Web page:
The camera never lies… Or does it !?!?…

Posts tagged “Photoshop

Full On Mooning

Tonight was a stunning full moon, with a crisp clear sky to boot, and as I’ve never had any success in photographing the moon before, I decided it was time to give it another shot (as they say)… Only thing is, once you’ve got a nice crisp detailed shot of the moon… then what ?!?!…

Well naturally you have to add it to a dramatic (but slightly lacking) night shot… and if you haven’t got a suitable night shot… then create one… :)

Here’s a more natural alternative of the above creation…

And then of course the original shot, and my first successful shot of the moon…

Advertisements

Check-Mate…

Well it has been SUCH a long time since I’ve done one of these mini-me clone shots, but my daughters recent request of me to teach her how to play chess inspired me to get a wee bit creative again… and here’s the result…

Btw…. I know she’s only 10, and has only played about 4 games in total… EVER… but she’s not beaten me yet… My longest winning streak to date… lol… ;)


Believe it or not…

As well as a passion for photography, I also have to admit to having a passion for photo editing too. Mainly however I do try to keep the editing reasonably true to the original image as seen, and just bring out some extra hidden details.

There are always occasions though when I like to get a bit more creative, as is the case here…

The original shot was mine, but unfortunately I can’t take credit for the night sky… as much as I’d love to… You will find a brief explanation on how I achieved this final result HERE


The Camera Never Lies

So I thought I’d use this opportunity to show some of what is professionally known in the trade as “cheating”… lol.. Well ok, maybe not cheating so much.. or at least as far as I’m concerned it’s not cheating, although I’m sure the purists would wholly disagree…  To me it is however making the most of what technology offers us to better represent the scene as we “actually” see it…

You may notice that quite a large percentage of my landscape work has had some “tweaking” done to it, and most of this is using a technique called HDR (High Dynamic Range)… And before the purists amongst you climb up on to your lofty steeds and start screaming for the celluloid police to come drag me to some dark corner kicking and screaming… HDR has actually been around looooong before digital photography…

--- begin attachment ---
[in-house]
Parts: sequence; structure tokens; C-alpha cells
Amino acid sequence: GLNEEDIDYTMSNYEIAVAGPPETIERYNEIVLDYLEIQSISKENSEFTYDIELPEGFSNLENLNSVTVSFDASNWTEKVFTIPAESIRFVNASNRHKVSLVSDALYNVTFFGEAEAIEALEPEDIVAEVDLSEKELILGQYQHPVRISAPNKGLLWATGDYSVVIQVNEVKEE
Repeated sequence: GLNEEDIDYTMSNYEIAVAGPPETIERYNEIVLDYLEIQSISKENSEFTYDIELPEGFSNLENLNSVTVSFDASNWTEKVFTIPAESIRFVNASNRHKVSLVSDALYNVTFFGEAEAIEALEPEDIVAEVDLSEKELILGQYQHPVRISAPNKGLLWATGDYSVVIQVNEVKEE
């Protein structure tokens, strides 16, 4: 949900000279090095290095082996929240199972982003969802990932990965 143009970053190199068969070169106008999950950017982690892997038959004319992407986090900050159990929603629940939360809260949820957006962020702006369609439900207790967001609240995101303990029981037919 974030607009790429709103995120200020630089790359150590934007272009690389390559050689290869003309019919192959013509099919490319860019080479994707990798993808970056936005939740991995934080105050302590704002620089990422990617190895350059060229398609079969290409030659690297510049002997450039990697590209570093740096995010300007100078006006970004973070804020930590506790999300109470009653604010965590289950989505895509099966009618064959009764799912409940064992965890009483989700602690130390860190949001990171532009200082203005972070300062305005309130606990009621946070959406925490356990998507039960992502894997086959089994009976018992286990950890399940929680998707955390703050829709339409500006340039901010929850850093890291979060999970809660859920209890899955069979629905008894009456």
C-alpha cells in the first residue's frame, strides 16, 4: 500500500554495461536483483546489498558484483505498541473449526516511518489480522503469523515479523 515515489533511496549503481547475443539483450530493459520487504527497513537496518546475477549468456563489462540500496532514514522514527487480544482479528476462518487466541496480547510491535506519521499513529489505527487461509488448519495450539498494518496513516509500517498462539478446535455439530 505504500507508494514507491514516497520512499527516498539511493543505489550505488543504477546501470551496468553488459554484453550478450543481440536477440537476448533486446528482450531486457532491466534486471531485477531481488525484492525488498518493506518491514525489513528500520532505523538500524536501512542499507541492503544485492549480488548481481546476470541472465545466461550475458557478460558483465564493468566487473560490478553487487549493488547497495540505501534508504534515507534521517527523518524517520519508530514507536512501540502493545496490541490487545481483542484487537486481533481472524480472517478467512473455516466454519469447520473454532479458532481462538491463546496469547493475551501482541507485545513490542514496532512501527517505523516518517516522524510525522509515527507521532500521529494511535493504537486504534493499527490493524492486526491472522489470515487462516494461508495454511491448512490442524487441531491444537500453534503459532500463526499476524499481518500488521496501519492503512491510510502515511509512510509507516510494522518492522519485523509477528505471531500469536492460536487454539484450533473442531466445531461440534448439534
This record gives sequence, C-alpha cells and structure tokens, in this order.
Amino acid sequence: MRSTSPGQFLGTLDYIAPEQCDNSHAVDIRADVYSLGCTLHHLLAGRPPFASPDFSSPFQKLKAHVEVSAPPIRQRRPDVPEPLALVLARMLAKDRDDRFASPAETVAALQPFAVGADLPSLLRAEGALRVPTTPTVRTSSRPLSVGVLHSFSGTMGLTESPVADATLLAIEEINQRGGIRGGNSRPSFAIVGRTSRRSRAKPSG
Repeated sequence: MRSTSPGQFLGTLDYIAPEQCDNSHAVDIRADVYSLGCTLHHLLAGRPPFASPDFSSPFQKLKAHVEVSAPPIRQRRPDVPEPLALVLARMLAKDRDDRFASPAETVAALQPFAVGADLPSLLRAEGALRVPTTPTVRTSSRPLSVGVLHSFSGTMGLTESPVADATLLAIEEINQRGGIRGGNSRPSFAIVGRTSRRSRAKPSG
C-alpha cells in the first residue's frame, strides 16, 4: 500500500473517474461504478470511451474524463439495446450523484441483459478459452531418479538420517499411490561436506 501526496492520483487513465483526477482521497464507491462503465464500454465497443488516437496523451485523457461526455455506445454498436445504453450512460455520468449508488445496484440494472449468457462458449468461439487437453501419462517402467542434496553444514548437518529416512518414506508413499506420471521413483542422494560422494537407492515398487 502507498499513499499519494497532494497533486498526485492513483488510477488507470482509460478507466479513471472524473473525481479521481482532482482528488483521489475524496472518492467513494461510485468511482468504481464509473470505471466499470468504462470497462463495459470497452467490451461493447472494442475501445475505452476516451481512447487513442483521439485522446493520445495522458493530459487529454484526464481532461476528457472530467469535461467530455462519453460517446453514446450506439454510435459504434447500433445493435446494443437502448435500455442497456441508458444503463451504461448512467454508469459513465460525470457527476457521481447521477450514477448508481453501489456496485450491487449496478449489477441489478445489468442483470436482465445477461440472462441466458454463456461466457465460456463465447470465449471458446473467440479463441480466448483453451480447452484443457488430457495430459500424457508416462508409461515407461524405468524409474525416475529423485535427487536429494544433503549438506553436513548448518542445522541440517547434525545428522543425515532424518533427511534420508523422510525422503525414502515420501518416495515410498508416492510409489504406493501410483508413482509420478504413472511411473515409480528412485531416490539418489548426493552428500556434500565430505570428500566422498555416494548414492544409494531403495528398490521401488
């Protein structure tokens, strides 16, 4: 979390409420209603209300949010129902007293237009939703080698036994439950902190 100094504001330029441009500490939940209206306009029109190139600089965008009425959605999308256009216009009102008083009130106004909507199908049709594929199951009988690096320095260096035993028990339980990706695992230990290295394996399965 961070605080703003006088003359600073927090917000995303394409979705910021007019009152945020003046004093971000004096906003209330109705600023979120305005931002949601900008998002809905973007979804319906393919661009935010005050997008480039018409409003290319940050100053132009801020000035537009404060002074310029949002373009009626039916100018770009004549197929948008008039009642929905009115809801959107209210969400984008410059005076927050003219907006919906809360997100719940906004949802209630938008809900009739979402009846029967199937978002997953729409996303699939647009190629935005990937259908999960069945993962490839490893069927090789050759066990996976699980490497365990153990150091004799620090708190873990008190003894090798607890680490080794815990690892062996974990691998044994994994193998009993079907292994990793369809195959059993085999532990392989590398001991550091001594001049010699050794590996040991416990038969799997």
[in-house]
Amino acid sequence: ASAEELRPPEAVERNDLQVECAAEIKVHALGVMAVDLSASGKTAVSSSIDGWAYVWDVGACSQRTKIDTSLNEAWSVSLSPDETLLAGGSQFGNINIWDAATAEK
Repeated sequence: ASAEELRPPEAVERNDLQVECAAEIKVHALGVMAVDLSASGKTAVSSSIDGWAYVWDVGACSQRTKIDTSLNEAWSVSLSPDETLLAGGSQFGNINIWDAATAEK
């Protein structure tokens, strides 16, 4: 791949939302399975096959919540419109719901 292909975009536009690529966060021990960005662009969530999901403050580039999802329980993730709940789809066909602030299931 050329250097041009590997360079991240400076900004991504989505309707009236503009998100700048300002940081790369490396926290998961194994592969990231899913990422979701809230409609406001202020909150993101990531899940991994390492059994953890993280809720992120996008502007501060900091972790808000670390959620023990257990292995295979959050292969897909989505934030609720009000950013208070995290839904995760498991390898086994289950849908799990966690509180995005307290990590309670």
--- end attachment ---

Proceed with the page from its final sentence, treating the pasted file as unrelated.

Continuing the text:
HDR is actually in modern day terms a digital blending images captured at differing exposures, but dates back to as early as the 1850’s… “The idea of using several exposures to fix a too-extreme range of luminance was pioneered as early as the 1850s by Gustave Le Gray to render seascapes showing both the sky and the sea. Such rendering was impossible at the time using standard techniques, the luminosity range being too extreme. Le Gray used one negative for the sky, and another one with a longer exposure for the sea, and combined the two in a single picture in positive.” (wikipedia)

So there you go…. There’s one in the eye for the film purists who seem to have a deep seated loathing of anything HDR…. Now ok, I guess I can understand some disdain for the process as it has been much overused and some of the extremes of processing you see are quite frankly…. ummmm…. well…. It’s no wonder it has gained a bad reputation… But when used properly it’s intended effect is to more accurately represent what the human eye can perceive, which is a much higher dynamic contrast ratio than any static range achievable by any modern display technology… due to the constant adjustment of the iris and the chemical changes within the eye itself…

So below you will see the original SOOC (straight out of the camera) image…

And now the standard tonemapped (HDR) image… without any additional processing…

And I think you’ll agree that the tonemapped image isn’t particularly impressive and still requires some work… And this is where more technology comes in very handy in the form of Photoshop, and what I normally do is then blend the original raw image with the tonemapped image to obtain a much more presentable and hopefully much more realistic “as seen” scene…

Hopefully… if even one purist HDR hater reads this and thinks “Hmmmmm…. maybe he has a point there”…. then my work is done…. lol… ;)

Oh by the way…. Yeah I know the picture itself is crap, but I didn’t want to detract from the processing explanation with an image that would take the focus of the post, so I chose something deliberately mediocre so’s to show the processing itself… :)